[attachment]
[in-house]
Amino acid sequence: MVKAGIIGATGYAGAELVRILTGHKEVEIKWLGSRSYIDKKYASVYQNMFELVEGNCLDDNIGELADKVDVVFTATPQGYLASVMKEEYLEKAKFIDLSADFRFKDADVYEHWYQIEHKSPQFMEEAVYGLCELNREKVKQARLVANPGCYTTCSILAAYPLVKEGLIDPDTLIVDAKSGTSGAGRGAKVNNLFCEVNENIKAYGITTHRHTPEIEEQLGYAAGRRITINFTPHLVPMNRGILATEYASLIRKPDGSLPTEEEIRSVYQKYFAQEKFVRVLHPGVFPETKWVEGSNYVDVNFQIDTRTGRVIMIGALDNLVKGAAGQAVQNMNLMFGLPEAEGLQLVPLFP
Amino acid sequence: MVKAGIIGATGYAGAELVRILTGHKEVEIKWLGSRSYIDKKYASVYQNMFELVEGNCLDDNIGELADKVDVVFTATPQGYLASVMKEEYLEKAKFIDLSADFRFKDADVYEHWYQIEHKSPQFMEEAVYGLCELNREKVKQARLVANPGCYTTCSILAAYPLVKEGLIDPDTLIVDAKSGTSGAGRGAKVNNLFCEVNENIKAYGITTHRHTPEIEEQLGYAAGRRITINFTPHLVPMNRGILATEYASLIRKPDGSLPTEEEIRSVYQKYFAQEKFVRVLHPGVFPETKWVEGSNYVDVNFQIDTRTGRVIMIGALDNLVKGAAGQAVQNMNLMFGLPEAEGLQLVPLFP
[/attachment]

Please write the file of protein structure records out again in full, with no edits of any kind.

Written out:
[in-house]
Amino acid sequence: MVKAGIIGATGYAGAELVRILTGHKEVEIKWLGSRSYIDKKYASVYQNMFELVEGNCLDDNIGELADKVDVVFTATPQGYLASVMKEEYLEKAKFIDLSADFRFKDADVYEHWYQIEHKSPQFMEEAVYGLCELNREKVKQARLVANPGCYTTCSILAAYPLVKEGLIDPDTLIVDAKSGTSGAGRGAKVNNLFCEVNENIKAYGITTHRHTPEIEEQLGYAAGRRITINFTPHLVPMNRGILATEYASLIRKPDGSLPTEEEIRSVYQKYFAQEKFVRVLHPGVFPETKWVEGSNYVDVNFQIDTRTGRVIMIGALDNLVKGAAGQAVQNMNLMFGLPEAEGLQLVPLFP
Amino acid sequence: MVKAGIIGATGYAGAELVRILTGHKEVEIKWLGSRSYIDKKYASVYQNMFELVEGNCLDDNIGELADKVDVVFTATPQGYLASVMKEEYLEKAKFIDLSADFRFKDADVYEHWYQIEHKSPQFMEEAVYGLCELNREKVKQARLVANPGCYTTCSILAAYPLVKEGLIDPDTLIVDAKSGTSGAGRGAKVNNLFCEVNENIKAYGITTHRHTPEIEEQLGYAAGRRITINFTPHLVPMNRGILATEYASLIRKPDGSLPTEEEIRSVYQKYFAQEKFVRVLHPGVFPETKWVEGSNYVDVNFQIDTRTGRVIMIGALDNLVKGAAGQAVQNMNLMFGLPEAEGLQLVPLFP